Big in Blue in the Bluegrass
A volunteering campaign for Big Brothers Big Sisters of the Bluegrass.
About This Campaign
Location / Venue
- 436 Georgetown St.
- Lexington, Kentucky
- 40508, USA
Campaign to Support Big Brothers Big Sisters of the Bluegrass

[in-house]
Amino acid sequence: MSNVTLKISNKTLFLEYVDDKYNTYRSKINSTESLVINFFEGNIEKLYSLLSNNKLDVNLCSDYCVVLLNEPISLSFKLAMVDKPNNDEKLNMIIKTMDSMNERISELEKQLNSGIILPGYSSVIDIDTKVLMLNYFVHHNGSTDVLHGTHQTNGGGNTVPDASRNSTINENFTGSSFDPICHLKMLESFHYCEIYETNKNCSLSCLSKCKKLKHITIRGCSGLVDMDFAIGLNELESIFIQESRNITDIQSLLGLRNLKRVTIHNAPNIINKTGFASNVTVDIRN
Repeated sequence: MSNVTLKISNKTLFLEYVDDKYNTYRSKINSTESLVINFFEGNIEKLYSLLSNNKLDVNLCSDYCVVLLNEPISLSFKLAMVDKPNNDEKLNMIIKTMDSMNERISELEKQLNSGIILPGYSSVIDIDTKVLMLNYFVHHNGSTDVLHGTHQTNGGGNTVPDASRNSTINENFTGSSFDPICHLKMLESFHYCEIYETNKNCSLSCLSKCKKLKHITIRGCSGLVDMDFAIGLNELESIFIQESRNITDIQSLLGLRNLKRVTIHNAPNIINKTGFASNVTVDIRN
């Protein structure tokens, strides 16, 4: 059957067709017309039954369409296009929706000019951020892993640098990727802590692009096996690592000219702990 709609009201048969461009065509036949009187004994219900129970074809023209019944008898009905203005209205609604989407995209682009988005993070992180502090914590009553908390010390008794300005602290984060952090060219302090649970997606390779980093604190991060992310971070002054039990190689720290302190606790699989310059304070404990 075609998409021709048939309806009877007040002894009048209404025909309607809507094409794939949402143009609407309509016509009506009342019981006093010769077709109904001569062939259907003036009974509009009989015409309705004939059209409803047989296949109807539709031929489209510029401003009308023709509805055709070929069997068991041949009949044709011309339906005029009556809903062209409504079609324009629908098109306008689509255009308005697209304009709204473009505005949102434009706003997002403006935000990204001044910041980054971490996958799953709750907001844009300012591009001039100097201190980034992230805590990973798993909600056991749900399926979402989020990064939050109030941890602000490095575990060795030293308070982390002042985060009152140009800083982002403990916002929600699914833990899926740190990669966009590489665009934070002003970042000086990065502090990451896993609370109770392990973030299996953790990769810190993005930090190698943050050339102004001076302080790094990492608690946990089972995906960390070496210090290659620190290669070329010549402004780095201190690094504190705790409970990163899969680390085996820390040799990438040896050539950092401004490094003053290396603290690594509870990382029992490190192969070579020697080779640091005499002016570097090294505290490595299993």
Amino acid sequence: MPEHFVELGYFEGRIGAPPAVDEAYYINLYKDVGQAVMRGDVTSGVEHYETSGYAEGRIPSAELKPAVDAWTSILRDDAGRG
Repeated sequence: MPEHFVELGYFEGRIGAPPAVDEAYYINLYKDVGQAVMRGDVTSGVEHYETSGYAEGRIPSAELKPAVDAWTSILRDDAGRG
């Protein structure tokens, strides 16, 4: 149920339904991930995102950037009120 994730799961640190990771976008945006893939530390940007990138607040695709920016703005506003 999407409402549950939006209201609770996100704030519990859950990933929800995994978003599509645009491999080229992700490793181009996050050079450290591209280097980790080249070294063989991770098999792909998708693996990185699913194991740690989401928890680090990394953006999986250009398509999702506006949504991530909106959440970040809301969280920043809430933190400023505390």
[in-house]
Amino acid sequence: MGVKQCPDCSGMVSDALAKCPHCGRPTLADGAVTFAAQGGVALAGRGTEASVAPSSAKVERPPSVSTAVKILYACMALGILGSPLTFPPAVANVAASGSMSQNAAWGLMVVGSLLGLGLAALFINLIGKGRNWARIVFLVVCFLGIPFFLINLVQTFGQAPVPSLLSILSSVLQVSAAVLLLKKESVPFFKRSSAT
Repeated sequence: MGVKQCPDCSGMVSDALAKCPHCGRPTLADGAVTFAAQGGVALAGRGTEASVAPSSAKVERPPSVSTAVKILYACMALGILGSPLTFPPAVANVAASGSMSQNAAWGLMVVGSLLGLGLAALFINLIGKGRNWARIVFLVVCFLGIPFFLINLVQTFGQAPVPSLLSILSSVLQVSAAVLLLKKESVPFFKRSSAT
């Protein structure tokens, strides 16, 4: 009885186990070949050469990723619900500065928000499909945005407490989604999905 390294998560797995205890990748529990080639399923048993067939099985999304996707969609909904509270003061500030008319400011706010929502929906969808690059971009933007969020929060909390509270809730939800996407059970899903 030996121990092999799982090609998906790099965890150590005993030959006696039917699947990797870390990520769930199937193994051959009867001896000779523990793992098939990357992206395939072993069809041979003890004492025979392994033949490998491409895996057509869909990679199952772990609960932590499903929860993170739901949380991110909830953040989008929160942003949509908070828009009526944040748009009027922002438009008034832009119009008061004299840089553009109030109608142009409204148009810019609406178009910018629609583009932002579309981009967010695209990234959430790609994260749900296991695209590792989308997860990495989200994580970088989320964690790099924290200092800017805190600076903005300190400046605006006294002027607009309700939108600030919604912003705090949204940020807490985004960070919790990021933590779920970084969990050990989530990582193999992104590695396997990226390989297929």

Each time Big Brothers Big Sisters pairs a child with a role model, we start something incredible: a one-to-one relationship, built upon trust and friendship, that can blossom into a future of unhalted, unlimited potential. And thanks to the first-ever nationwide impact study of a mentoring organization, we have the facts to prove it. The Study and Results In a study completed by Public/Private Ventures, a national research organization headquartered in Philadelphia, PA, researchers found that after 18 months of spending time with their Bigs, the Little Brothers and Little Sisters, compared to those children not in our program, were representative of the following: 46% less likely to begin using illegal drugs 27% less likely to begin using alcohol 52% less likely to skip school 37% less likely to skip a class 33% less likely to hit someone Alongside the statistics, the study also found that the Littles were more confident in their performance at school, and were getting along better with their families. The matches observed in the study shared simple, everyday activities together, such as going out to eat, going to the movies, playing sports or simply hanging out and sharing meaningful conversation. What mattered most to the children, however, was not just the activities: it was the fact that they had a caring adult in their lives who was there for them. "When Little Brothers and Little Sisters feel good about themselves," said Karen J. Mathis, Big Brothers Big Sisters of America President and CEO, "they can positively impact their friends and families, their schools, and their communities. And as this important study has shown, these young people believe in themselves because a Big Brother or Big Sister believed in them.” Because they had someone to confide in and look up to, the children were doing better in school and at home, and were avoiding violence and substance abuse at a time in their lives when the smallest choice could change the course of their entire future.